An utterly likable narrator gives a boost to Vande Velde's (Heir Apparent) charming and funny fantasy. Fifteen-year-old Wendy is plucky and upbeat despite having a "figure like a duffel bag" and being practically blind without her glasses. When a bully breaks her glasses at school, she resorts to wearing a pair of prescription sunglasses she found on her lawn-which, coincidentally, are a perfect match for her eyes. But the glasses do more than let her see: when she wears them, dead people talk to her, and Tiffanie, the prettiest girl in school turns into "the ugliest person in the world." The spectacles also reveal portals to a parallel world, one in which two elf brothers fight for the throne-and the son of one of them is living in the human world as Julian, on whom Wendy might just have a crush (though her glasses reveal his long, pointed ears). A time portal introduces her to her grandmother as a girl, who joins Wendy in her effort to rescue the recently imperiled Julian; they are aided by Tiffanie (the beautiful/ugly girl from Wendy's class), who turns out to be anything but a normal student. The plot playfully wanders all over the map; readers will likely get just as much enjoyment from Wendy's sly and self-deprecating humor as from the whimsical adventure itself. Ages 12-up. (Jan.) Copyright 2005 Reed Business Information.
To quote the review of the hardcover in KLIATT, January 2005: Vande Velde is known for the fun and fantasy of her work, and her new novel follows in that vein. Wendy finds an unusual pair of sunglasses lying on her front lawn and with them she begins to see all sorts of things, including dead people, witches and an archway that leads to a parallel universe, one in which a prince is in great trouble. The glasses allow her to see that what she sees is not always what she thinks she sees. Wendy and her friend Shelley are typical high school sophomores, with crushes on classmates; now she is asked to save the elf prince. Her mother has remarried and along with a stepfather she has a "perfect" stepsister. She also has an attitude that is sly and witty and sometimes wrong, creating trouble with the authority figures in her real life and in Kazaran Dahaani. Her biggest point of contention in real life is a grandmother with Alzheimer's: why visit a woman who does not remember you? All these threads??the elf prince, the danger, the witch and the grandmother??are neatly interwoven into an impossible journey that rings true. KLIATT Codes: JSRecommended for junior and senior high school students. 2005, Harcourt, Magic Carpet, 273p., Ages 12 to 18.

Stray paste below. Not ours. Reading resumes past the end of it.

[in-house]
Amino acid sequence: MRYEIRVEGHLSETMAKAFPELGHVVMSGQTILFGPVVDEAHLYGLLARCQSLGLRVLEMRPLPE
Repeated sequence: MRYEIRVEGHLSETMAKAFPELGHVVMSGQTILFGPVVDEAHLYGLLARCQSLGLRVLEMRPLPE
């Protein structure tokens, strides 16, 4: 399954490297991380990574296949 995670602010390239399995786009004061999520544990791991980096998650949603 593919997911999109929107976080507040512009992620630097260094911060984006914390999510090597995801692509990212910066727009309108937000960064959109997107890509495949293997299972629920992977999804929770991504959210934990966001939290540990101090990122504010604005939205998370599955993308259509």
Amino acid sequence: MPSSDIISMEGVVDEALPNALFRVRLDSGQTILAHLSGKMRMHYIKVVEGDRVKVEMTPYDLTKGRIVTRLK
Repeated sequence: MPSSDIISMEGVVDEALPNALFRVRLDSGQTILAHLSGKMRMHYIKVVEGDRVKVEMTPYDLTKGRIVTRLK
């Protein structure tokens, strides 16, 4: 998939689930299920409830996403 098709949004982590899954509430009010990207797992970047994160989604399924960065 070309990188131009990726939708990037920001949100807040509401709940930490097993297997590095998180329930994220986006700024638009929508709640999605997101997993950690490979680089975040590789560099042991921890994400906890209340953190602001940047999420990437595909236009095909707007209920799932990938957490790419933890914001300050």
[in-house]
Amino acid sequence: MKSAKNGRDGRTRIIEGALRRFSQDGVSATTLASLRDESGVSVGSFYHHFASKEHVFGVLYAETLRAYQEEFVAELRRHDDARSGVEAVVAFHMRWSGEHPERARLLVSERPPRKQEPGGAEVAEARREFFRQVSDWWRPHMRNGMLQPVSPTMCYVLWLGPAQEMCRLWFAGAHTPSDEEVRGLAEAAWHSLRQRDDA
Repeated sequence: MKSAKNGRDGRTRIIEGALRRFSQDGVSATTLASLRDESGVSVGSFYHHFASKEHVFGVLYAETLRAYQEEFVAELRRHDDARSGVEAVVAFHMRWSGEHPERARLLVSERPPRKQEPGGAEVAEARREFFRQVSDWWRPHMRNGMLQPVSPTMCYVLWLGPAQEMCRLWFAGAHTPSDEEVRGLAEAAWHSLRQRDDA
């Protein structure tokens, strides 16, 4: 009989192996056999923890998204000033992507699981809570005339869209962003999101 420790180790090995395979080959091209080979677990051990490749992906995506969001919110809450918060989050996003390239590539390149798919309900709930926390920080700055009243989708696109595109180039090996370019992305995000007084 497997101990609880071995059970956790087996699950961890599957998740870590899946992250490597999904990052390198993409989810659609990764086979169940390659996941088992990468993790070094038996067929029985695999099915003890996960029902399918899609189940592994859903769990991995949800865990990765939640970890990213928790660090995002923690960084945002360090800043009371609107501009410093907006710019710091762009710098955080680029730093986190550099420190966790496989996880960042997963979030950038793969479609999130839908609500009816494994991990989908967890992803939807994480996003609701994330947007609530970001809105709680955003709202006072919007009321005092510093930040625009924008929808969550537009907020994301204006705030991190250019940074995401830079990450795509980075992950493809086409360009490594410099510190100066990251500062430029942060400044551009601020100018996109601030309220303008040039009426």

With her customary wry humor and fast-paced storytelling, Vande Velde propels a myopic, unhappy teen into other times and worlds. Stunned to discover that one popular classmate, Tiphanie, is actually a hideous old witch (in trendy teen clothing-just picture it) hiding behind a glamour, and another, Julian, is an elf prince in disguise, Wendy flees through a suddenly visible gate into the elven land of Kazaran Dahaani. She stays just long enough to see Julian captured by thugs, then stumbles back into her own world-only it's 1953. There, she falls in with her own grandma, Helen, and in no time (so to speak) finds herself a reluctant member of a rescue expedition, following Helen, Tiphanie, and Henry-a tiny, compulsively mischievous "spreenie" with a big libido and a small attention span-to a dragon's cave where Julian has been caged. A brisk but nonfatal dustup ensues, after which Wendy gets back to her old life, now better able to cope with her mother's remarriage, and her grandma's Alzheimer's. Readers will be more captivated by the deliciously twisty plot and lively supporting cast, though, than by Wendy's personal issues. (Fantasy. 11-13)
"Delightful . . . Vande Velde's sly humor and snappy dialogue make this story a joy to read."--School Library Journal
"[A] charming and funny fantasy . . . The plot playfully wanders all over the map; readers will likely get just as much enjoyment from Wendy's sly and self-deprecating humor as from the whimsical adventure itself."--Publishers Weekly